Summer time has been upon me and Heterodoxology has been dead silent for a while. Unfortunately, when I look at the pile of things to do these coming months I fear it may stay that way. This is nevertheless an honest attempt at getting things rolling again. I’ll just kick off with some whimsically chosen (perhaps relevant) news:
First off, Aries 10.2 has just been published. This time it features articles by some established and senior specialists in the field of esotericism. Two of them consists the ongoing theoretical discussions in the field, and the uses of history for looking at the emergence of the term and its use. My supervisor Wouter J. Hanegraaff presents his developing thesis on “The Birth of Esotericism form the Spirit of Protestantism”, which argues that “esotericism” as a category (i.e. not to be confused with the various things usually contained by that category, nor the actual word) is the product of a highly polemical protestant discourse in 17th century Germany.
Interestingly, Hanegraaff’s article is followed by Monika Neugebauer-Wölk’s contribution (“Der Esoteriker und die Esoterik: Wie das Esoterische im 18. Jahrhundert zum Begriff wird und seinen Weg in die Moderne findet”), which documents a new early occurrence of the words “esotericist” and “esotericism” (“Esoteriker”, “Esoterik”), in 18th century Germany. This forces us to rewrite the early history of the use of this term, since:
The standard view in the study of esotericism, according to which the term esotericism first appeared in Jacques Matter’s study of gnosticism of 1828, must therefore be revised: the concept Esoterik was born in the Late Enlightenment, not in the 19th century.
Additionally, Stephen Clucas writes about “Pythagorean Number Symbolism, Alchemy, and the Disciplina Noua of John Dee’s Monas Hieroglyphica”; my colleague down the hall Peter J. Forshaw has an article on “Oratorium—Auditorium—Laboratorium: Early Modern Improvisations on Cabala, Music, and Alchemy”; and Gérard Gendet writes about “A Jesus Figure in Christian Theosophy at the End of the Eighteenth Century: The Treatise on the Two Natures, by Jean-Baptiste Willermoz”.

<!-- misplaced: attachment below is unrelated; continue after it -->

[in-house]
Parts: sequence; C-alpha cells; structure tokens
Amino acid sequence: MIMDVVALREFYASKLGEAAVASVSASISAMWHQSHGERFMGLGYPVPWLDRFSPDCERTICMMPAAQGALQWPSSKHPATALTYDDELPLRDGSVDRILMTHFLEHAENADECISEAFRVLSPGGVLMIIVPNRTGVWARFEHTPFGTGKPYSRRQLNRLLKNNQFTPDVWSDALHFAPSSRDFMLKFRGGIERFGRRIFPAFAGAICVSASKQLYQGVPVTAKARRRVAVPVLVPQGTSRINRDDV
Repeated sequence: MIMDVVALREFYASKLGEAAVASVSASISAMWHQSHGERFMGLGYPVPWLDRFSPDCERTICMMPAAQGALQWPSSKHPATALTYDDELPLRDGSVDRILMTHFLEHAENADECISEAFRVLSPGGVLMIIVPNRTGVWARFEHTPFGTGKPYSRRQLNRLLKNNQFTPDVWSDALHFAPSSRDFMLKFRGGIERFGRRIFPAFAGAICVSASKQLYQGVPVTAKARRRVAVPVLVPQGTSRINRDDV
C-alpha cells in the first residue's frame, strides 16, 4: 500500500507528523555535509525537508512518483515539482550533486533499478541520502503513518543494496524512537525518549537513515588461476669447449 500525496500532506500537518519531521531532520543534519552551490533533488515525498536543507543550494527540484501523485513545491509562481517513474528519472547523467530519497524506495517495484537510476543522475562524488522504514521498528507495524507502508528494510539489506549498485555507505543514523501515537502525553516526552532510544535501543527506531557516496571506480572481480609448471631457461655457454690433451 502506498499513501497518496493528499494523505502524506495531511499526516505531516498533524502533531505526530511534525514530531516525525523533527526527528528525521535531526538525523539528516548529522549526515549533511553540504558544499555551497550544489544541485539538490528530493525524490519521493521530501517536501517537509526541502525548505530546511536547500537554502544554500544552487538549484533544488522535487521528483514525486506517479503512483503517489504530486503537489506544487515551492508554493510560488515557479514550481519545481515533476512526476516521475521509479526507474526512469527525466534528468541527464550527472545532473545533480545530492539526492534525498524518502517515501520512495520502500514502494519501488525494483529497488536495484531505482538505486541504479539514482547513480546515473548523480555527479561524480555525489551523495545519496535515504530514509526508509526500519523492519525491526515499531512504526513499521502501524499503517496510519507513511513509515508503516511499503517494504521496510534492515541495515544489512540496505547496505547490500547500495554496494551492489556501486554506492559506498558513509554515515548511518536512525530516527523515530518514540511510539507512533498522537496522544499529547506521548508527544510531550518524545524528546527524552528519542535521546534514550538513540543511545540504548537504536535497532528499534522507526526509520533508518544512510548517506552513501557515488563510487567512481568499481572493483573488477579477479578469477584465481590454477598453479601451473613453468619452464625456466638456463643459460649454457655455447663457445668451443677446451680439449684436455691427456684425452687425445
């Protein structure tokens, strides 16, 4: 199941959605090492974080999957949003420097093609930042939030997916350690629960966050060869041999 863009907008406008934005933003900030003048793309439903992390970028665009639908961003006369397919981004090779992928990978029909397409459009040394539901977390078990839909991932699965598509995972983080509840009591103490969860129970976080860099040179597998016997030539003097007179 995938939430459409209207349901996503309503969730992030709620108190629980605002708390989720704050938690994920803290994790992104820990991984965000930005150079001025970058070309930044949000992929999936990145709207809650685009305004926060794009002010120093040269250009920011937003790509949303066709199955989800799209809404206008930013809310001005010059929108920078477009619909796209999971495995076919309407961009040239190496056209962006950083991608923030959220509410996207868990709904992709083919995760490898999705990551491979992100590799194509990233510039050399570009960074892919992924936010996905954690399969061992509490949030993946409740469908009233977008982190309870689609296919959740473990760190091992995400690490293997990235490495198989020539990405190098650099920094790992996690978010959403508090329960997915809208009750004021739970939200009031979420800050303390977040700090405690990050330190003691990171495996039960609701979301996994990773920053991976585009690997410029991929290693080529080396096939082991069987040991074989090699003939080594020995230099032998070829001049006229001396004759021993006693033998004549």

In the reviews section, there is my own review of Dave Evans’ History of British Magic after Crowley (2007; which I might post here in its entirety later), and my good friend and colleague Kennet Granholm’s review of Henry Bogdan, Western Esotericism and Rituals of Initiation (2007). There are also two notable reviews by senior specialists in the field, namely Antoine Faivre’s review of the latest English language introduction to the field (Goodrick-Clarke, Western Esoteric Traditions: An Introduction, 2008), and Arthur Versluis’ review of the important anthology Polemical Encounters: Western Esotericism and Its Others (2007), edited by Olav Hammer and Kocku von Stuckrad.
That was Aries for now. In other news, I am getting ready for departure for Toronto in a couple of weeks, where Tessel Bauduin and I will host a panel on Seduced by Science: The culture of science and religion in the early 20th century at the IAHR world congress. An update on the papers and speakers will follow shortly.
Finally, Heterodoxology has been invited by Thony C over at the Renaissance Mathematicus to host an issue of the monthly history of science blog carnival, The Giant’s Shoulders. That’s an honour, and we are now scheduled for November 2010. It was also a reminder to add Giant’s Shoulders to the blog roll. Done.